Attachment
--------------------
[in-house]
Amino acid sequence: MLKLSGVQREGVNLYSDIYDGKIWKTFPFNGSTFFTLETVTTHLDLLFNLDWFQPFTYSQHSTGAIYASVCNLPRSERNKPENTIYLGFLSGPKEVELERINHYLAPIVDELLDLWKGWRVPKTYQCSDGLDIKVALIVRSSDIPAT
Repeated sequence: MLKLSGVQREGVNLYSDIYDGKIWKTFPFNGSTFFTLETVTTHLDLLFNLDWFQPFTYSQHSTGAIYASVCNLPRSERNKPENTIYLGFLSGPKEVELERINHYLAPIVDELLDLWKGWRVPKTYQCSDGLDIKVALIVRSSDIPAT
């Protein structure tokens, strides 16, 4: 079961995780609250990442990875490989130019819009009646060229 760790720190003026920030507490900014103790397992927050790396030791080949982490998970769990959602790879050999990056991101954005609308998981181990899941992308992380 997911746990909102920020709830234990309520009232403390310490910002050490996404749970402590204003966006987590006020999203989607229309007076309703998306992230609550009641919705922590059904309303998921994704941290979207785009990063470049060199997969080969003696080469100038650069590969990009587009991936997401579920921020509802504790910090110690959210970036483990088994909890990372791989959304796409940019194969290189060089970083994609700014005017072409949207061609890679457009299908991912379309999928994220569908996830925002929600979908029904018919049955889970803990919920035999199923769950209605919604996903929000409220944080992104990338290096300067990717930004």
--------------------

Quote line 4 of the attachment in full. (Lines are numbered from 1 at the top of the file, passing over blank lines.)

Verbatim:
């Protein structure tokens, strides 16, 4: 079961995780609250990442990875490989130019819009009646060229 760790720190003026920030507490900014103790397992927050790396030791080949982490998970769990959602790879050999990056991101954005609308998981181990899941992308992380 997911746990909102920020709830234990309520009232403390310490910002050490996404749970402590204003966006987590006020999203989607229309007076309703998306992230609550009641919705922590059904309303998921994704941290979207785009990063470049060199997969080969003696080469100038650069590969990009587009991936997401579920921020509802504790910090110690959210970036483990088994909890990372791989959304796409940019194969290189060089970083994609700014005017072409949207061609890679457009299908991912379309999928994220569908996830925002929600979908029904018919049955889970803990919920035999199923769950209605919604996903929000409220944080992104990338290096300067990717930004």